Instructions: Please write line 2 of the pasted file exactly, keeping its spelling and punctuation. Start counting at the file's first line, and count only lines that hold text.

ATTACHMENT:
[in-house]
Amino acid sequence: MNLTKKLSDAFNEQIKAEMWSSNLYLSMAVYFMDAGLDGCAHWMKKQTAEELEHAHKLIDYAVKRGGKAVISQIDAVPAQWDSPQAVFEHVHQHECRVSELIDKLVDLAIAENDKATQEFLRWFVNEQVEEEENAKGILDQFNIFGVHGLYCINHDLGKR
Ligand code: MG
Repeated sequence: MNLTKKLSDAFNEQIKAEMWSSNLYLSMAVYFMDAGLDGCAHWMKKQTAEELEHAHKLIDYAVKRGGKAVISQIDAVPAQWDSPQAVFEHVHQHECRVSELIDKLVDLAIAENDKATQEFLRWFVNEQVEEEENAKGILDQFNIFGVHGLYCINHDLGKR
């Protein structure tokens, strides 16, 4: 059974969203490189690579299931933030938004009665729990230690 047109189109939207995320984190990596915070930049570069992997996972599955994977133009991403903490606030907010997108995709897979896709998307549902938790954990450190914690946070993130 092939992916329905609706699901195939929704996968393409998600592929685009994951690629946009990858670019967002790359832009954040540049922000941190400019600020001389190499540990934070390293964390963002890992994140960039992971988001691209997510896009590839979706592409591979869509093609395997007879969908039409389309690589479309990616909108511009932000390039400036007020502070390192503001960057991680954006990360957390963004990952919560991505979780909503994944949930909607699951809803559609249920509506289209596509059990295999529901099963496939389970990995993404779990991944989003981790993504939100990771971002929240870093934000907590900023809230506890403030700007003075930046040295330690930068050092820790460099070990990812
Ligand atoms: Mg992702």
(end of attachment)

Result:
Amino acid sequence: MNLTKKLSDAFNEQIKAEMWSSNLYLSMAVYFMDAGLDGCAHWMKKQTAEELEHAHKLIDYAVKRGGKAVISQIDAVPAQWDSPQAVFEHVHQHECRVSELIDKLVDLAIAENDKATQEFLRWFVNEQVEEEENAKGILDQFNIFGVHGLYCINHDLGKR